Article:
‘Although I have this fear (or you can say anxiety), I am willing to love, approve and accept of myself anyway.’  

Say this out loud, you may feel a little self-conscious, silly or cynical even to begin with but that’s that voice, your ego, trying to stop you, trying to maintain the norm. Don’t listen to that resistance within you telling you you’re fine as you are, you wouldn’t be reading this blog in the first place if that was true or this was stupid.

 How bad do you want to relieve your anxiety?

There’s nine tapping points we are going to tap on, you can watch the video here, https://youtu.be/zLX8YlfJ4QY to see how it’s done. We start with the sentence and tap on our karate chop.  If you don’t believe you’ll relieve your fear or anxiety you could say the following sentence;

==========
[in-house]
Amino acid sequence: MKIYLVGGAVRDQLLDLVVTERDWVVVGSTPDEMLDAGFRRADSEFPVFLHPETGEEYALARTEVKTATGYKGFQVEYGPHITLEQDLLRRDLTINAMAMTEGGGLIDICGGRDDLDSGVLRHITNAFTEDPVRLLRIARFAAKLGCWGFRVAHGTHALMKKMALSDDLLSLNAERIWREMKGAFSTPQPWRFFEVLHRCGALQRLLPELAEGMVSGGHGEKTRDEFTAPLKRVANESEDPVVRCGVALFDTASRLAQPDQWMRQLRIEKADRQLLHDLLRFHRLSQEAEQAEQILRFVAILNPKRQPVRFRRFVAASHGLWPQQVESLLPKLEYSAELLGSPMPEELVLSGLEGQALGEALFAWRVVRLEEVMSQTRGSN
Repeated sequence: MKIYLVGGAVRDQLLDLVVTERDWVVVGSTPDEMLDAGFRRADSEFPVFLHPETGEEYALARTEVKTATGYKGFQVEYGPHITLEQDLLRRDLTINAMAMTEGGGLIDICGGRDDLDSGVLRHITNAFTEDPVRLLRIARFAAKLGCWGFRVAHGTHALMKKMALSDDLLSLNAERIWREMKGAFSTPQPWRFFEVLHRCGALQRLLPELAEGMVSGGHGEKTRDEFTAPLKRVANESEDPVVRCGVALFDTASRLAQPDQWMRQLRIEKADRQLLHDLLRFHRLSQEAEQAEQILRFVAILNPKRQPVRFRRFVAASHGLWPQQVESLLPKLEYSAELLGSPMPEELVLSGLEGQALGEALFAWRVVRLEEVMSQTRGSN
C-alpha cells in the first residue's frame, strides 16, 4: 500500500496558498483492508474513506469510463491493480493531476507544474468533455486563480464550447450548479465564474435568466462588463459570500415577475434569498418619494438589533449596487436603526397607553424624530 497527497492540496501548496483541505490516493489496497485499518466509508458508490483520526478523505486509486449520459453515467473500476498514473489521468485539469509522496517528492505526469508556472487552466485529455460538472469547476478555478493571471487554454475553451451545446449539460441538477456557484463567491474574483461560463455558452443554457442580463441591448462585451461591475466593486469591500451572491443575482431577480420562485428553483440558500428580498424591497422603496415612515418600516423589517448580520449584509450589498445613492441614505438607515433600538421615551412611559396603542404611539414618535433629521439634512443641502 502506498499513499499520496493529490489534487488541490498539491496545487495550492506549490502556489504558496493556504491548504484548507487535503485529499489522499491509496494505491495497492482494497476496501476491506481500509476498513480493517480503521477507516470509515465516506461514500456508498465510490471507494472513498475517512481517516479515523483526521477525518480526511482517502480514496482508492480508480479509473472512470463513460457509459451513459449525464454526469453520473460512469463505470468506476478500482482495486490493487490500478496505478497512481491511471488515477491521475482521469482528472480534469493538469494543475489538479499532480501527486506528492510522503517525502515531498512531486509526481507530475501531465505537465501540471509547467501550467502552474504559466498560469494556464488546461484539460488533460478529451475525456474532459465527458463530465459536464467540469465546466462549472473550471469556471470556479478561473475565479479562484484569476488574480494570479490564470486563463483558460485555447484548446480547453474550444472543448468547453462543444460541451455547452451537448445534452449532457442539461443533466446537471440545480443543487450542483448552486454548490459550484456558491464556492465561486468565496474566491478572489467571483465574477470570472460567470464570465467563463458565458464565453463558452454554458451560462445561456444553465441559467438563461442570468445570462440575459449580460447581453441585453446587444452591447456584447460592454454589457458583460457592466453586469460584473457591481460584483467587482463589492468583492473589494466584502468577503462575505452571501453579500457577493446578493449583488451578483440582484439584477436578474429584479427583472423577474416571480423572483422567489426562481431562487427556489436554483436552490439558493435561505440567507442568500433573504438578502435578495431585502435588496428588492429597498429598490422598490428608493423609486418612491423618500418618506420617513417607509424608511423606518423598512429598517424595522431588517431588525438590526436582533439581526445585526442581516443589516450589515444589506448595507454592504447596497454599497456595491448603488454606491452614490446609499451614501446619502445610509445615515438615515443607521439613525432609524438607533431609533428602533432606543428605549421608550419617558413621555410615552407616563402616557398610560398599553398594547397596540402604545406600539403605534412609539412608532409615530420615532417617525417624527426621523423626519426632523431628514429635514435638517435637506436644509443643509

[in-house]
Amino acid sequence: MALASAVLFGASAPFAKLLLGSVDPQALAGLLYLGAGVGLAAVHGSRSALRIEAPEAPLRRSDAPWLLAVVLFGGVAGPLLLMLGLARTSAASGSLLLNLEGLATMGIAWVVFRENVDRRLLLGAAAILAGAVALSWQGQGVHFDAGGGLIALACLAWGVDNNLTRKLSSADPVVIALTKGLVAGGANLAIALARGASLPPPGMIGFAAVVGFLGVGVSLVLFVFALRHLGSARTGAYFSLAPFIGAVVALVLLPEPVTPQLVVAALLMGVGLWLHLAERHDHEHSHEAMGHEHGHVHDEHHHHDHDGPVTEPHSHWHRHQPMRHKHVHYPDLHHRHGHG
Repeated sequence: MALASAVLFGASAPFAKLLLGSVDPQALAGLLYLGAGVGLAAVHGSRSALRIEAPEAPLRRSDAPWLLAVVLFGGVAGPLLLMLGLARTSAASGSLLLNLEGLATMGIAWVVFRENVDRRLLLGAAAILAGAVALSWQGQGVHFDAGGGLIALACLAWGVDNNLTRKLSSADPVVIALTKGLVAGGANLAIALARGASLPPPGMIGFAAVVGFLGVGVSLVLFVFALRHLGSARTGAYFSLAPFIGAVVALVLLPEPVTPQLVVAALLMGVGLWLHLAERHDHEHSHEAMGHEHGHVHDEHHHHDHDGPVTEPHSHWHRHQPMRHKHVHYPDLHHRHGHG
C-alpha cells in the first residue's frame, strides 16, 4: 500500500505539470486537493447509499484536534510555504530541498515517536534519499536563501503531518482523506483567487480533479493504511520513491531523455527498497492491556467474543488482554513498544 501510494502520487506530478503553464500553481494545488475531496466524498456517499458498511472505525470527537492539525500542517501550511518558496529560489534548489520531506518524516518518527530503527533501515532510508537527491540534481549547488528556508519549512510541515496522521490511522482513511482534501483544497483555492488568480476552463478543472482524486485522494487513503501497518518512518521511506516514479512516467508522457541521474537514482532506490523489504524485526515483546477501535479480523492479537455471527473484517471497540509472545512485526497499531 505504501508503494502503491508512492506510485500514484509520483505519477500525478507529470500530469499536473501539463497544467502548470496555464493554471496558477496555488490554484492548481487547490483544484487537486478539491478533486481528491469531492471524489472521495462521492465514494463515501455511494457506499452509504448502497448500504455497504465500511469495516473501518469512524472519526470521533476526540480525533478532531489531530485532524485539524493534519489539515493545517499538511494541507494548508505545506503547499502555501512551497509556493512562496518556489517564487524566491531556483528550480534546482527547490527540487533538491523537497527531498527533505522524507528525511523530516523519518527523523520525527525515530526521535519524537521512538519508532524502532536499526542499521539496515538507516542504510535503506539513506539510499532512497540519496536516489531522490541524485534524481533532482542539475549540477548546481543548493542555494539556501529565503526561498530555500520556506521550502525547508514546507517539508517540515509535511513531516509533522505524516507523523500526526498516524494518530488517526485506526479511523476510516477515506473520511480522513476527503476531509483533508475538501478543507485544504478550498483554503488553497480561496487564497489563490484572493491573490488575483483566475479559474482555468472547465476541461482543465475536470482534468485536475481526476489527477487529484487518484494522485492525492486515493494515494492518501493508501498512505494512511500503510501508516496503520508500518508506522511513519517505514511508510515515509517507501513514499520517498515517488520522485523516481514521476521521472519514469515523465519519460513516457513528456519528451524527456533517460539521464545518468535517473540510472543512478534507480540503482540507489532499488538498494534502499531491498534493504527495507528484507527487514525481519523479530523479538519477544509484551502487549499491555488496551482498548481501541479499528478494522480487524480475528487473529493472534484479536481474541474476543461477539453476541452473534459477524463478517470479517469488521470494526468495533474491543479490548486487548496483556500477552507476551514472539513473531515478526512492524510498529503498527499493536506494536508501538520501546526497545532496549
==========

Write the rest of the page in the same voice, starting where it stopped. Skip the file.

‘Although I don’t believe I’ll relieve this fear / anxiety I am willing to love, approve and accept myself anyway’

When you say this sentence tap three times on the karate chop with 4 fingers on this point, see the video on where this is and how to do it. It can be hard for many of us to say we love accept or approve of ourselves, so if you can’t bring yourself to say that either yet say-

‘Although I don’t believe I’ll relieve this fear / anxiety, I am okay.’

 Then follow with 2 fingers tapping;

  1. Beginning of the eyebrow ‘I can’t get rid of this fear’
  2. Side of the eye- I just can’t do it
  3. Under the eye on the bone ‘this anxiety’
  4. Under the nose – ‘this fear won’t go away’
  5. Chin- ‘no way is this anxiety going to go’
  6. Collarbone where a tie knot would go- ‘’this fear / this anxiety’